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An F-15E Strike Eagle over Afghanistan. The F-15E’s primary role in Afghanistan is providing close-air support for ground troops.
(US Air Force photo by Staff Sgt. Aaron Allmon)

The F-15E Strike Eagle is a two-seat variant of the F-15 Eagle that became operational in late 1989. It is a dual-role fighter designed for air-to-air and air-to-ground missions.

It can operate day or night, at low altitude, and in all weather conditions, thanks to an array of avionics and electronics systems.

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An F-15E dropping a bomb.
(US Air Force photo by Master Sgt. Lance Cheung)

“One of the most important additions to the F-15E is the rear cockpit, and the weapons systems officer,” the Air Force says. “On four screens, this officer can display information from the radar, electronic warfare or infrared sensors, monitor aircraft or weapons status and possible threats, select targets, and use an electronic ‘moving map’ to navigate.”

3. F-16 Fighting Falcon

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An F-16 Fighting Falcon from the Arizona Air National Guard’s 162nd Wing, April 8, 2015.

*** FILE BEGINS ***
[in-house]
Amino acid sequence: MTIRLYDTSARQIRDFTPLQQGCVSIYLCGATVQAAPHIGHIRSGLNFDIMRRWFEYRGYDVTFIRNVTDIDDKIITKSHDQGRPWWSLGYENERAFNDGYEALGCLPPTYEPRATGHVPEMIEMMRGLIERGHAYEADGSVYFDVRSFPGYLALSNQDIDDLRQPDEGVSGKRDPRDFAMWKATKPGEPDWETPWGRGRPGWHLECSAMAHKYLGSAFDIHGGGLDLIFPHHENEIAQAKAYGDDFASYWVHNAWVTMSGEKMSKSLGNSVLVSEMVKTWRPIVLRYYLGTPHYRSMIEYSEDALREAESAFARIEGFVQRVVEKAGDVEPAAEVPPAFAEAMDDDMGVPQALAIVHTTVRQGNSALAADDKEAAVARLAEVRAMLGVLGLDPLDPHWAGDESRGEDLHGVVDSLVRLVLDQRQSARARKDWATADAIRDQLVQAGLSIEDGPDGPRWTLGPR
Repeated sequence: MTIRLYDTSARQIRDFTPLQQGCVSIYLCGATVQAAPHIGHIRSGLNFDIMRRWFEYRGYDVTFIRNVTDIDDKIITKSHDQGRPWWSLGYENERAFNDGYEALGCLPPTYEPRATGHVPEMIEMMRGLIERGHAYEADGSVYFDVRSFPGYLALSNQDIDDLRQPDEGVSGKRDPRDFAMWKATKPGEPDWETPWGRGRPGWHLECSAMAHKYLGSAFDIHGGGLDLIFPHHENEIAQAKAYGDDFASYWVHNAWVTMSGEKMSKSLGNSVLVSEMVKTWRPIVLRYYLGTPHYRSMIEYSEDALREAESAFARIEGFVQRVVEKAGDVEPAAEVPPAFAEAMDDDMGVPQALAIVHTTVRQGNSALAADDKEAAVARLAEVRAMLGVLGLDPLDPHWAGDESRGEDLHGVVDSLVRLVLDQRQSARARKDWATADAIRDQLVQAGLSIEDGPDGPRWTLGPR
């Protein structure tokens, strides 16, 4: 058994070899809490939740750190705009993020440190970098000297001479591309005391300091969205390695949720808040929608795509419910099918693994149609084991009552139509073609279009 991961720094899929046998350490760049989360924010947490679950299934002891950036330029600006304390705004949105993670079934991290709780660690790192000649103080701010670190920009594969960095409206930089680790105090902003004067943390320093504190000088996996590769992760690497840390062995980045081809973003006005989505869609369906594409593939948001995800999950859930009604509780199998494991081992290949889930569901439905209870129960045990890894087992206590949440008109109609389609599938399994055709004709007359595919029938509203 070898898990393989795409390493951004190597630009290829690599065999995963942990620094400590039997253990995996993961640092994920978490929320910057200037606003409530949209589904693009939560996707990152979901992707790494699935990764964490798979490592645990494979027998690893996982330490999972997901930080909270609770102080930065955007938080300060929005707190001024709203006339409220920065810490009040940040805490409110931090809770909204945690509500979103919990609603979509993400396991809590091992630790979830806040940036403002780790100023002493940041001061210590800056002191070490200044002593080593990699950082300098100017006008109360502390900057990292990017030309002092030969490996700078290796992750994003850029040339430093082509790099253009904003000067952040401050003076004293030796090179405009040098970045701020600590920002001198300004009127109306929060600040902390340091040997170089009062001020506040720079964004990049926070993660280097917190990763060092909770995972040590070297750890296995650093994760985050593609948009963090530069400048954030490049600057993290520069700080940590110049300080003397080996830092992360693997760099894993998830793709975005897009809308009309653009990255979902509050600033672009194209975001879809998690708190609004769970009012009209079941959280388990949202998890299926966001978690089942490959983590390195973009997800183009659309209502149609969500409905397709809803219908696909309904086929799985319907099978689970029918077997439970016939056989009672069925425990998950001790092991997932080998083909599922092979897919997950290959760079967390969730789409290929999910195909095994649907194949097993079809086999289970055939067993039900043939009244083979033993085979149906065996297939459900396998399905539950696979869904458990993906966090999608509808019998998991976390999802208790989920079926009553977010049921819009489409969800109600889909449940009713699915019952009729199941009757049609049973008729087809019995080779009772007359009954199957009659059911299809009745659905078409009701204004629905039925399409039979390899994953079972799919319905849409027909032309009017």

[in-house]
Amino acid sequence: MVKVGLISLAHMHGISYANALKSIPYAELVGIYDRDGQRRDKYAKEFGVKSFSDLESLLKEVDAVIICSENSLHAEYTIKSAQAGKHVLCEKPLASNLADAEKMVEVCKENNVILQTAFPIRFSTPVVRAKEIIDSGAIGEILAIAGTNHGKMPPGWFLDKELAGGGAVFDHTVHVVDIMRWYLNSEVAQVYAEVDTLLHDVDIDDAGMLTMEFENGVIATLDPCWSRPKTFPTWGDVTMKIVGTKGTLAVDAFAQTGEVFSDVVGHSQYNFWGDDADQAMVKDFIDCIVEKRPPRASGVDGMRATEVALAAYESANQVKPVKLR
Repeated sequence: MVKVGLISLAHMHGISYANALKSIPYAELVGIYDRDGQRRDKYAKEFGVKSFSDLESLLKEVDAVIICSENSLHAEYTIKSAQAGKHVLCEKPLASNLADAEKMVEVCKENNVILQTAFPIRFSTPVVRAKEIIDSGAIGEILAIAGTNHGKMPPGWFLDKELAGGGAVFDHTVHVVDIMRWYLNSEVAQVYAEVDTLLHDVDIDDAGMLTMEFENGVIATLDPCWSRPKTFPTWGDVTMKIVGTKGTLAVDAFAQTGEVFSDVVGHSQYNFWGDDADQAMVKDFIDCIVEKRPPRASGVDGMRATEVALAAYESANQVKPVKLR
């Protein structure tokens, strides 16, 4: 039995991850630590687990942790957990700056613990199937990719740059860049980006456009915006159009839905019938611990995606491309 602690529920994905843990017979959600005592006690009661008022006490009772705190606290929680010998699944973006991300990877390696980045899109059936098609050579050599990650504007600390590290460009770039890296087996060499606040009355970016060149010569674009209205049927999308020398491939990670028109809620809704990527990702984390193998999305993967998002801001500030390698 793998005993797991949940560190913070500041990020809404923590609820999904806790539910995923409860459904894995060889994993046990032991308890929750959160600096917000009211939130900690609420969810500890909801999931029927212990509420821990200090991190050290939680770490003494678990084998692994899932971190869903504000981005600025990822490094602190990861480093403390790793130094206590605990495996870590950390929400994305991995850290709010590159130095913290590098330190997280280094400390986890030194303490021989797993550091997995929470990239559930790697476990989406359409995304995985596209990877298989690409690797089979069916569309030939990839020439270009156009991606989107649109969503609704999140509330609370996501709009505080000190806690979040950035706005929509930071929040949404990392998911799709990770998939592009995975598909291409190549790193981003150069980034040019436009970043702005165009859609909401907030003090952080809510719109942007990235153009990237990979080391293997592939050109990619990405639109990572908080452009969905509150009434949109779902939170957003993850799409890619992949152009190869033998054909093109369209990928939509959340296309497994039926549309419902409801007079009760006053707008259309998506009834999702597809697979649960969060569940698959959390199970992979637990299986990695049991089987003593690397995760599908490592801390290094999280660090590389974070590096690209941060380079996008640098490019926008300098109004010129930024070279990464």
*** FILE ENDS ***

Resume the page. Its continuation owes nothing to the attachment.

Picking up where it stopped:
(U.S. Air Force photo)

The F-16 is a compact, multirole fighter that first became operational in early 1979. It has all-weather operating capability and better maneuverability and combat radius against potential adversaries.

There are more than 1,000 in service, and it is able to fulfill a number of roles, including air-to-air combat, ground attack, and electronic warfare.

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An F-16 pilot over Iraq can been seen wearing a Santa hat during a Christmas Day operation, December 25, 2016.
(U.S. Defense Department photo)

“It provides a relatively low-cost, high-performance weapon system for the United States and allied nations,” the Air Force says.

4. F-22 Raptor

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A US Air Force F-22 Raptor fighter aircraft over Alaska after refueling January 5, 2013.